In the last six weeks, Thomas learned to enjoy outdoor activities, something I rarely experienced when I played 16 hours a day.
I am impressed with Thomas, who seems thoughtful, self-conscious, strong and vulnerable at the same time. At an age when many other 19-year-olds face their early years away from home, drinking and over-feasting, they have a future they did not realize a year ago.
I marvel when Thomas picks up the microphone and performs a perfect rendition of Rag God for Eminem: a six-minute, 1,500-word rap featuring some of the rapper's fastest verses.
The other children cheer him up all the time.
There is something about karaoke that seems strange to me for reasons I do not understand immediately.
Then I realize that it is obvious: it is a group of teenagers and young people who are completely sober, singing in a tent in broad daylight. At this point, they look younger than they are.
As young people from rich families who can afford private treatment, those who receive scholarships from abroad are, to some extent, lucky. Disadvantaged people face a greater risk of developing mental health problems and have much less options for getting treatment.
The price is close $ 64,000.
There is increasing evidence that young people from all backgrounds in the West face mental health crisis.
In recent years there has been a strong increase in anxiety and depression disorders.
An investigation by the Institute of Education Policy in London suggests that the number of visits to mental health services for children and adolescents in the UK has increased by 26% over the last five years.
Jean Twenge suspects there may be a common denominator. In his book iGen, the psychology professor argues that the behaviors and emotional states of adolescents have undergone a dramatic change after 2012.
That year, he wrote, it was also exactly the time when the proportion of Americans who owned a super smart phoneor 50%.
Young people are "on the brink of the worst mental health crisis in decades, "he wrote,[y] Much of this deterioration can be attributed to their phones. "
Twenge found a correlation between increased use of smartphones and increased depression and loneliness among young people.
He also explains that after 2007, the year the iPhone was released, young Americans experienced a decline in socialization, dating and sex.
Teens have more free time than ever, he wrote. "So, what are you doing with all this time?" They are looking at their phones, in their bedroom, alone and often distressed.
However, not everyone agrees. Dr. Pete Etchells, a professor of psychology at the University of Spa in Bath, UK, says that Jean Twenge's book shows a link between smartphones and depression, but not that causes the other.
He warns that we run the risk of medicalizing behaviors that are not recognized as mental health problems.
Research about dependence on the computer or smartphone, social networks and the mess caused by video games are still in the preliminary stages of study.
"In the case of cocaine or heroin use, we clearly see what harm they cause," he says.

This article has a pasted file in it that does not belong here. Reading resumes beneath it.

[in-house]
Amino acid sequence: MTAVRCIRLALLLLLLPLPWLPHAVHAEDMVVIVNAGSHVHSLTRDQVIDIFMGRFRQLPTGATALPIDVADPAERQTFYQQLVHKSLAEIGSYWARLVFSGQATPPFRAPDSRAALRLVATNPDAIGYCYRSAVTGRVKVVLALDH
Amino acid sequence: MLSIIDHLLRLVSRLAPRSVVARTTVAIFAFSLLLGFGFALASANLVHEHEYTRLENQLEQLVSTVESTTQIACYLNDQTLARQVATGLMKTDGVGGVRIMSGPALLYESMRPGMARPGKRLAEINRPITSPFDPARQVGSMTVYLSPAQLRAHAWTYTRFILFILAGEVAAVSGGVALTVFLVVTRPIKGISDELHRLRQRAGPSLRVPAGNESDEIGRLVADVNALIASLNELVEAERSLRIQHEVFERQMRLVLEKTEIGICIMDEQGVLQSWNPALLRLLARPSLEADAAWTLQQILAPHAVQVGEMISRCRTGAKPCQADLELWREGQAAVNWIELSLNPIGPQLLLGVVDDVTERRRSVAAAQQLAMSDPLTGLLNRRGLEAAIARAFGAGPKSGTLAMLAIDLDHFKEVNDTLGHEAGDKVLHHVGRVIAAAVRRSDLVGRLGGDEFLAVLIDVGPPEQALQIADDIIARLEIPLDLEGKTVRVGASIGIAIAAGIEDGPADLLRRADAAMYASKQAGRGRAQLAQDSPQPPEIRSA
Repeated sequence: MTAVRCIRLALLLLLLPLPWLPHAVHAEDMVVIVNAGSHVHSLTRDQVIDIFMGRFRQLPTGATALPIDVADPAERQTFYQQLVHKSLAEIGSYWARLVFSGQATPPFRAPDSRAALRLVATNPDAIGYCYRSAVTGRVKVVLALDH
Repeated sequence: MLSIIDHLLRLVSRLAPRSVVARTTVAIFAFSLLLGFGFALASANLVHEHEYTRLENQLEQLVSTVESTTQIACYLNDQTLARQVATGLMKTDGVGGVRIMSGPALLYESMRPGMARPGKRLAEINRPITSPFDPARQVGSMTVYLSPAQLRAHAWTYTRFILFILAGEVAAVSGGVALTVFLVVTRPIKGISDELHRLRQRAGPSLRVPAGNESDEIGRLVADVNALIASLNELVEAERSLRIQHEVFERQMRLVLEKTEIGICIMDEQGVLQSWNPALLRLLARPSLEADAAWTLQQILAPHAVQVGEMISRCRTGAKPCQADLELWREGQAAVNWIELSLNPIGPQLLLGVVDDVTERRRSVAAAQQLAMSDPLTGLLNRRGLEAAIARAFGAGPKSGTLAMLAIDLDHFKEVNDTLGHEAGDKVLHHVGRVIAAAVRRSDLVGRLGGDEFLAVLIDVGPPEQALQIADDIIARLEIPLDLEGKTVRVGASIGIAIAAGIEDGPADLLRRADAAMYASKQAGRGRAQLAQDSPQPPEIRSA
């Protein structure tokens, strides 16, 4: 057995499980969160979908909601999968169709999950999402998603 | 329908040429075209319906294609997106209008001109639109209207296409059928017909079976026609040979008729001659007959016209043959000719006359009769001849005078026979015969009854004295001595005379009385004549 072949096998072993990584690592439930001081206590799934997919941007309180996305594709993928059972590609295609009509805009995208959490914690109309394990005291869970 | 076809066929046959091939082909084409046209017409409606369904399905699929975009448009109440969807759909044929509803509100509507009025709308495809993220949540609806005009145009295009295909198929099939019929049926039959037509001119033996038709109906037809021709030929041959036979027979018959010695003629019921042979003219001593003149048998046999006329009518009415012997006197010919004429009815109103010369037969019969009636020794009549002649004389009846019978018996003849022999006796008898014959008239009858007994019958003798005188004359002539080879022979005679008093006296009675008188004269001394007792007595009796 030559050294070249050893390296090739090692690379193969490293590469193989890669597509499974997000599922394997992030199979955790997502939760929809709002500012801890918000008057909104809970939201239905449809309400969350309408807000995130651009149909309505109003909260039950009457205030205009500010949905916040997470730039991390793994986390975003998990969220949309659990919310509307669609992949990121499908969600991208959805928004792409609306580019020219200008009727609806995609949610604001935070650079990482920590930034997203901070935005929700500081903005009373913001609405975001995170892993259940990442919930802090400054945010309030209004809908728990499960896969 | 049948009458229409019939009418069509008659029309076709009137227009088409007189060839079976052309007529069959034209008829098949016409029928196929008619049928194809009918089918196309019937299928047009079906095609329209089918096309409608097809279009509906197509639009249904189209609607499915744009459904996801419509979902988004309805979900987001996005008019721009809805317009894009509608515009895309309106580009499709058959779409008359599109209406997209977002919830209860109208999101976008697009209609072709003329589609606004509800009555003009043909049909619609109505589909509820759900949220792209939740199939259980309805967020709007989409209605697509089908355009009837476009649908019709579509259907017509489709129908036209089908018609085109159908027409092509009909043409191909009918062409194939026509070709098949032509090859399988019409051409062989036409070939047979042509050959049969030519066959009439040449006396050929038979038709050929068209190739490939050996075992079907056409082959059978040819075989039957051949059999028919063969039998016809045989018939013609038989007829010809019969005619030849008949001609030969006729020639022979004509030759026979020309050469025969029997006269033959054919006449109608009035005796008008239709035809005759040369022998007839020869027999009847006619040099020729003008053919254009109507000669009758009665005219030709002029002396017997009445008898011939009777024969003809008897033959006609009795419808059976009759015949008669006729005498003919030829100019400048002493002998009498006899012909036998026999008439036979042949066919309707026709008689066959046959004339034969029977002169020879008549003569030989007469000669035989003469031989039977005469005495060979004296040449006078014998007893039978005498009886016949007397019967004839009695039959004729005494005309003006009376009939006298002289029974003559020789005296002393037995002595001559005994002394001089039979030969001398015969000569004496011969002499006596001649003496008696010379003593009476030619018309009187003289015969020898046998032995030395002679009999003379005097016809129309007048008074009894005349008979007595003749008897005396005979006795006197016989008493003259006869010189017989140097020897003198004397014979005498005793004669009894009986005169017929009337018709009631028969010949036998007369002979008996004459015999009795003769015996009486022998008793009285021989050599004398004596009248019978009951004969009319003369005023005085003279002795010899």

"However, research on video game addiction does not do a good job of distinguishing between people who are very involved but who do not suffer any problems, and people to whom it becomes problematic."
I wonder if Dr. Etchells is right? There may be a risk of overdiagnosis. On this visit I met many young people with different serious problems. Are they sick enough? And anyway, how do you know if someone is "sick enough"?
And then I sit down to interview Ethan, who's been at the clinic for almost ten weeks. He is friendly and charismatic, totally different, he says, to the person he was when he arrived.
"I was scared of everyone," he says.
Ethan talks to me about the honesty characteristic of everyone I know. He tells me what he did in his day to day life before coming to this clinic.
"I woke up at six in the afternoon," he says. "I used to stay up at night. It's more comfortable. Fewer people around. When my parents were asleep, I went down and ate something. "
What happened when your parents discovered you? I ask.
"Very simple," he says. "I ignored you."
Severe childhood trauma
My phone vibrates again. I feel like an avalanche of WhatsApp messages is coming to me. For a moment I'm totally distracted. I consciously focused my attention on Ethan.
Ethan spent a lot of time crying in his room. I had panic attacks. He hurt himself. He was drugged with "anything that fell on my hands" and played video games during the night. At age 15 He left school.
"I thought I was fucked for life," he says.
At first, Ethan's behavior did not even make sense to him. His parents were affectionate, he says, but they did not know what to do with him.
Later, it turned out that Ethan was hiding something from everyone: he had suffered a severe trauma in childhood.
The interview is over. Ethan leaves the room. It occurs to me that, although the people I met were exceptionally open about their behavior, until my meeting with Ethan, I did not know much about their past.
Jan Willem comes in with his cell phone in his hand. I check my own phone and feel a mixture of disappointment and embarrassment when I see the blank screen. I imagined the vibrations. I am one millenarian deceived friendless.
A pleasure to receive a notification on your cell phone?I ask. Jan Willem smiles.
"Yes! Sure," he says.
Is it a sign of addiction? How do you protect the children from that? I ask.
"Sometimes we advise children to leave social networks," says Jan Willem. "But we never advise total abstinence from them."
WhatsApp and social networks
"Because out there in the world, they will need their phones and laptops, I have a Facebook account and a LinkedIn account that I use mostly for my business, and it's true that I'm addicted, but it's also true that I need to use it, the.
I have my own phone in hand because I'm using the built-in recorder to record the conversation. The display lights up. It's a notification and I'm aware that I urgently need to open it.
Does that make me an addict? I'm addicted to Whatsapp? If I was not going to work, could I spend several hours sending selfies on Snapchat? And could I transfer this to games, to alcohol, to drugs?
I look at Jan Willem and try to imagine a life in which I am consuming eight grams of cocaine a day.
*Some names have changed.
You can read the original story in English on here.